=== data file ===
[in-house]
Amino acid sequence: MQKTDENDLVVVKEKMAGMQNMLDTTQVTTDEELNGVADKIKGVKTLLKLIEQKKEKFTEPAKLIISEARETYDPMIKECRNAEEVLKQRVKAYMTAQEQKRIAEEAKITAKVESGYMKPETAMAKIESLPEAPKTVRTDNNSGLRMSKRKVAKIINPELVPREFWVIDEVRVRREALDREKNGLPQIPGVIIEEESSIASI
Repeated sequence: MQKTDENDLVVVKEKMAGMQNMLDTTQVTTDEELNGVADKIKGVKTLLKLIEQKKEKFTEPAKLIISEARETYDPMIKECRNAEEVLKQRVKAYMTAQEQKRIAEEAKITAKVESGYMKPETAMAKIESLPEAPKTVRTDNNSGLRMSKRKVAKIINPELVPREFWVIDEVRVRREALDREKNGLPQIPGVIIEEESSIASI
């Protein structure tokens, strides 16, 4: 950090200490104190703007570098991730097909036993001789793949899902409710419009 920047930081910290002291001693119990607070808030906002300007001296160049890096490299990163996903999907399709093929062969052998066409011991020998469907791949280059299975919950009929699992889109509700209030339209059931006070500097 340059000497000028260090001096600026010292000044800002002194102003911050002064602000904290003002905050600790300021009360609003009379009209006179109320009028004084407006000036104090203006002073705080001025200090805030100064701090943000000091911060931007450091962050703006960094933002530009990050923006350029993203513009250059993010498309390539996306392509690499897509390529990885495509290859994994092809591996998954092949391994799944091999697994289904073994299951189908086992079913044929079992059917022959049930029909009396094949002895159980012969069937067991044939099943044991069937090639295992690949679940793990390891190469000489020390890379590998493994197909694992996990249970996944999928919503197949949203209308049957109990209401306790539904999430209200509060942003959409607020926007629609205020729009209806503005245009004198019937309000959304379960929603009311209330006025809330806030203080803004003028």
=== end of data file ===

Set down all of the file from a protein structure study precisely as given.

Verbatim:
[in-house]
Amino acid sequence: MQKTDENDLVVVKEKMAGMQNMLDTTQVTTDEELNGVADKIKGVKTLLKLIEQKKEKFTEPAKLIISEARETYDPMIKECRNAEEVLKQRVKAYMTAQEQKRIAEEAKITAKVESGYMKPETAMAKIESLPEAPKTVRTDNNSGLRMSKRKVAKIINPELVPREFWVIDEVRVRREALDREKNGLPQIPGVIIEEESSIASI
Repeated sequence: MQKTDENDLVVVKEKMAGMQNMLDTTQVTTDEELNGVADKIKGVKTLLKLIEQKKEKFTEPAKLIISEARETYDPMIKECRNAEEVLKQRVKAYMTAQEQKRIAEEAKITAKVESGYMKPETAMAKIESLPEAPKTVRTDNNSGLRMSKRKVAKIINPELVPREFWVIDEVRVRREALDREKNGLPQIPGVIIEEESSIASI
């Protein structure tokens, strides 16, 4: 950090200490104190703007570098991730097909036993001789793949899902409710419009 920047930081910290002291001693119990607070808030906002300007001296160049890096490299990163996903999907399709093929062969052998066409011991020998469907791949280059299975919950009929699992889109509700209030339209059931006070500097 340059000497000028260090001096600026010292000044800002002194102003911050002064602000904290003002905050600790300021009360609003009379009209006179109320009028004084407006000036104090203006002073705080001025200090805030100064701090943000000091911060931007450091962050703006960094933002530009990050923006350029993203513009250059993010498309390539996306392509690499897509390529990885495509290859994994092809591996998954092949391994799944091999697994289904073994299951189908086992079913044929079992059917022959049930029909009396094949002895159980012969069937067991044939099943044991069937090639295992690949679940793990390891190469000489020390890379590998493994197909694992996990249970996944999928919503197949949203209308049957109990209401306790539904999430209200509060942003959409607020926007629609205020729009209806503005245009004198019937309000959304379960929603009311209330006025809330806030203080803004003028």